For truth, I know not how, hath this unhappiness fatal to her, ere she can come to the trial and inspection of the understanding; being to pass through many little wards and limits of the several affections and desires, she cannot shift it, but must put on such colors and attire as those pathetic handmaids of the soul please to lead her in to their queen and if she find so much favor with them, they let her pass in her own likeness; if not, they bring her into the presence habited and colored like a notorious falsehood. And contrary, when any falsehood comes that way, if they like

the errand she brings, they are so artful to counterfeit the very shape and visage of truth, that the understanding not being able to discern the fucus which these enchantresses with such cunning have laid upon the feature sometimes of truth, sometimes of falsehood interchangeably, sentences for the most part one for the other at the first blush, according to the subtle imposture of these sensual mistresses, that keep the ports and passages between her and the object.

But there is yet a more ingenuous and noble degree of honest shame, or, call it, if you will, an esteem, whereby men bear an inward reverence toward their own persons. And if the love of God, as a fire sent from heaven to be ever kept alive upon the altars of our hearts, be the first principle of all godly and virtuous actions in men, this pious and just honoring of ourselves is the second, and may be thought as the radical moisture and fountain-head, whence every laudable and worthy enterprise issues forth. And although I have given it the name of a liquid thing, yet it is not incontinent to bound itself, as humid things are, but hath in it a most restraining and powerful abstinence to start back, and glob itself upward from the mixture of any ungenerous and unbeseeming motion, or any soil wherewith it may peril to stain itself. Something I confess it is to be ashamed of evil-doing in the presence of any; and to reverence the opinion and the countenance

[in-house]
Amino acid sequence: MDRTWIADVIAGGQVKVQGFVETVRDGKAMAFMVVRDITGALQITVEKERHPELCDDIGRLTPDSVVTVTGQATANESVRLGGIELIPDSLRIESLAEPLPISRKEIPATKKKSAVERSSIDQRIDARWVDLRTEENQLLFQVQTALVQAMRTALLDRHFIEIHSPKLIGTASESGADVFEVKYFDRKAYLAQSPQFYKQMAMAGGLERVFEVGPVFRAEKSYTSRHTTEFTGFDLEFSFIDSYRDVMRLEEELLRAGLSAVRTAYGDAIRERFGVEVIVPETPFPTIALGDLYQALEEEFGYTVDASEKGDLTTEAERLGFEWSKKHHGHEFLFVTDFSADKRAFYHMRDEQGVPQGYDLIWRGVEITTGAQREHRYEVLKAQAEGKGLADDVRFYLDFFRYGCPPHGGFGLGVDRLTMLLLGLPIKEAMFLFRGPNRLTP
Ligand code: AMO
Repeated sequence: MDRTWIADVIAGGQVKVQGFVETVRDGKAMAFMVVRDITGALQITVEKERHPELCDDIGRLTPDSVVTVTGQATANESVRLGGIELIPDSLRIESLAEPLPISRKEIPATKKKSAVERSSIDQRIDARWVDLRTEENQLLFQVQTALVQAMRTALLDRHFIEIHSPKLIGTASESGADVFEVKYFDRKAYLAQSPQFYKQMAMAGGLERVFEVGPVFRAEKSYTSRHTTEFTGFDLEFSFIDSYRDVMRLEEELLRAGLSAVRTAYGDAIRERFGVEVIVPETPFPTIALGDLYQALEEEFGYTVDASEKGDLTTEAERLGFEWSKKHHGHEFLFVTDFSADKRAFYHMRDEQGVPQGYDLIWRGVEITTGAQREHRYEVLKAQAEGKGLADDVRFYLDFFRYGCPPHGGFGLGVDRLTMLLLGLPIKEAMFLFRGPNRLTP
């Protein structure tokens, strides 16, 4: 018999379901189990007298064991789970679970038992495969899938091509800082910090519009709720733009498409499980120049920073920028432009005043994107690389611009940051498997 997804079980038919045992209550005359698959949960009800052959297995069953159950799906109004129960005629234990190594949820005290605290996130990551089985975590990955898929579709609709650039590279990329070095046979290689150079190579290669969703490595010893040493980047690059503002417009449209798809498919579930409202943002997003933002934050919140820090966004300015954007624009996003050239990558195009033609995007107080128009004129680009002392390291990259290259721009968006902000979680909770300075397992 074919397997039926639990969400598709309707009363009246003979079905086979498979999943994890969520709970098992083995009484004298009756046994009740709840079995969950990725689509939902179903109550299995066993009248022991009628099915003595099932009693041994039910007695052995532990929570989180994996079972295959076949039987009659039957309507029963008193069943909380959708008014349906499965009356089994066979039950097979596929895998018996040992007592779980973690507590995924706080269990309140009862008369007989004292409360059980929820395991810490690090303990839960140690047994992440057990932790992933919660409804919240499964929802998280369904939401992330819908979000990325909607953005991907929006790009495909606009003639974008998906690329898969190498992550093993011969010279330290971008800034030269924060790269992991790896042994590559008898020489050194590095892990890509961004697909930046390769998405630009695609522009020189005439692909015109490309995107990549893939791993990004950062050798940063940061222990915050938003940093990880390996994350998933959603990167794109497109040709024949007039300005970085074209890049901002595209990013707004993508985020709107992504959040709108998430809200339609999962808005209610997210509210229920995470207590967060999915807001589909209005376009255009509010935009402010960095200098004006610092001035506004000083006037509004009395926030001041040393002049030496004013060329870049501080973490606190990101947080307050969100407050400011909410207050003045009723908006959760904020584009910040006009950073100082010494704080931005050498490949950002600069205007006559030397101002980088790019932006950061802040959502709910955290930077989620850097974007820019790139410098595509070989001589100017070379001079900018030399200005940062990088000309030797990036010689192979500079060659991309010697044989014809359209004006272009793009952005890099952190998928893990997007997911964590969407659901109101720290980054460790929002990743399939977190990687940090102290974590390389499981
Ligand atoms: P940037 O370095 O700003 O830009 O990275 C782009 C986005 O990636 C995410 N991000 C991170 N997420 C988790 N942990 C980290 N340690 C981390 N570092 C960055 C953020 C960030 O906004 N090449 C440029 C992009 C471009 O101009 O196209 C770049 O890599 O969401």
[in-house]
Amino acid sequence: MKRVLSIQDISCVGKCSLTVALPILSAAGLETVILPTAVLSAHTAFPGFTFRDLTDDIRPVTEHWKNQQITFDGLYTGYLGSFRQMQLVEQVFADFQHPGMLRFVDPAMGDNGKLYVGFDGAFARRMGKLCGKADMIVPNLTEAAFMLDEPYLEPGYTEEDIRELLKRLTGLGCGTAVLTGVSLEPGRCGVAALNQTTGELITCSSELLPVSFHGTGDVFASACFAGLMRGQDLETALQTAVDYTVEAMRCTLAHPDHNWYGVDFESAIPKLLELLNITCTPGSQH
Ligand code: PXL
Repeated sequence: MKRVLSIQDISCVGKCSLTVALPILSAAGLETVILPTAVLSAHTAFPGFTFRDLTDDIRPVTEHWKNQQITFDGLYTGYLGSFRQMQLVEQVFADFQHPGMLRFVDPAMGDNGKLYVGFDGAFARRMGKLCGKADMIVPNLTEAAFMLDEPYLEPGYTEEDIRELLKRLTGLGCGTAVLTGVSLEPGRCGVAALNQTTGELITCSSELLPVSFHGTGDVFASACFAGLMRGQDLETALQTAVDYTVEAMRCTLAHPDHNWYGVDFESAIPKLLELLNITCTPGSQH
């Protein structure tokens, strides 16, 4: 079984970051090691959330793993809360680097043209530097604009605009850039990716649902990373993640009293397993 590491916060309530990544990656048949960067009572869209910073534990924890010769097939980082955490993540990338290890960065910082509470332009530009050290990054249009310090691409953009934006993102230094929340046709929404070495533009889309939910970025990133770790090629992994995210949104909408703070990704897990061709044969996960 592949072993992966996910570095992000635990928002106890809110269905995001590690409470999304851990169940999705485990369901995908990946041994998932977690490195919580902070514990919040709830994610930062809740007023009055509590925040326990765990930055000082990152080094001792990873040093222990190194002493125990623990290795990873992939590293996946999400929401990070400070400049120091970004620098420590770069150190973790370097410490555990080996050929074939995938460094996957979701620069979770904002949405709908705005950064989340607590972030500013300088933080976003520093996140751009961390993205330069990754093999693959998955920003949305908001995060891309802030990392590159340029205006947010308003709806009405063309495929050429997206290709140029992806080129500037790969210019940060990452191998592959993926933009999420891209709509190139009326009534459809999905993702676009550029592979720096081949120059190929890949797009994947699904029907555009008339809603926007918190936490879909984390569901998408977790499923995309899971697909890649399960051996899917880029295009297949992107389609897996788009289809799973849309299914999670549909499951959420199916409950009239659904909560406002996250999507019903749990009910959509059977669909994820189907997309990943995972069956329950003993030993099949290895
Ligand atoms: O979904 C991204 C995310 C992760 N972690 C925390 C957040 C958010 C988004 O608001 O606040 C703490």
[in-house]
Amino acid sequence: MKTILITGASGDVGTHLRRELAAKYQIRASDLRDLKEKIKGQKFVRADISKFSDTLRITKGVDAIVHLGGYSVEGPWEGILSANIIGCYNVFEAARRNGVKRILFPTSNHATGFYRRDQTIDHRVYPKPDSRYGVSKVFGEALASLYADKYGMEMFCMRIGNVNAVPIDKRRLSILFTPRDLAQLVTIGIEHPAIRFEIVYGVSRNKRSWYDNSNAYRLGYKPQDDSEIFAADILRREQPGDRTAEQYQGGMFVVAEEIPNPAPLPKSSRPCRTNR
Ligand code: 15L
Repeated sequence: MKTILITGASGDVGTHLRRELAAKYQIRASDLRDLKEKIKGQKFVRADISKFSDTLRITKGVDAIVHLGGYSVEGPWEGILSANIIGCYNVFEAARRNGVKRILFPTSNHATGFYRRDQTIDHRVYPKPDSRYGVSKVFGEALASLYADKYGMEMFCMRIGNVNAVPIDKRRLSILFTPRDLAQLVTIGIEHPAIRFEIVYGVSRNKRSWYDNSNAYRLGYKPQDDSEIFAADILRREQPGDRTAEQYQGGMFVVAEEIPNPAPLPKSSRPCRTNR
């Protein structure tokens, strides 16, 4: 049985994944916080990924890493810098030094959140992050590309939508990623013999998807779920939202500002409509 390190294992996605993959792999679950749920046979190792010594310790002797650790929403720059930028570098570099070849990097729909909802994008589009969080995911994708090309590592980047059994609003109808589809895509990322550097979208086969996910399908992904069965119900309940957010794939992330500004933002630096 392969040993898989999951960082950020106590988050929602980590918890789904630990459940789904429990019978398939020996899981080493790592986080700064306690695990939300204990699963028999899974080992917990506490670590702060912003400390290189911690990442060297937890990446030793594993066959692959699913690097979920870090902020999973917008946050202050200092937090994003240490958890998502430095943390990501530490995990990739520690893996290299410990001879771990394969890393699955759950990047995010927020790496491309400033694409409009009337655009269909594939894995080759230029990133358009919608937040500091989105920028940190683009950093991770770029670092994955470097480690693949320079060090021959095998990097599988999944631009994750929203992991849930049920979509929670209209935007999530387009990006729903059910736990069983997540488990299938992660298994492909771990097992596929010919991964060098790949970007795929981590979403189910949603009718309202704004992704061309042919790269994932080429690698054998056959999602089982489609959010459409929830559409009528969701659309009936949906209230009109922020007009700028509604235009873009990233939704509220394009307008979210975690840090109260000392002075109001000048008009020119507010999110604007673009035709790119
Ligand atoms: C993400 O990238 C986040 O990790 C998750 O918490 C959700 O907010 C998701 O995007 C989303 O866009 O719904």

of a good man rather than a bad, fearing most in his sight to offend, goes so far as almost to be virtuous; yet this is but still the fear of infamy, and many such, when they find themselves alone, saving their reputation, will compound with other scruples, and come to a close treaty with their dearer vices in secret. But he that holds himself in reverence and due esteem, both for the dignity of God's image upon him, and for the price of his redemption, which he thinks is visibly marked upon his forehead, accounts himself both a fit person to do the noblest and godliest deeds, and much better worth than to deject and defile, with such a debasement, and such a pollution as sin is, himself so highly ransomed and ennobled to a new friendship and filial relation with God. Nor can he fear so much the offence and reproach of others, as he dreads and would blush at the reflection of his own severe and modest eye upon himself, if it should see him doing or imagining that which is sinful, though in the deepest secrecy.

Thus therefore the minister assisted attends his heavenly and spiritual cure: where we shall see him both in the course of his proceeding, and first in the excellency of his end, from the magistrate far different, and not more different than excelling. His end is to recover all that is of man, both soul and body, to an everlasting health; and yet as for worldly happiness, which is the proper

« PreviousContinue »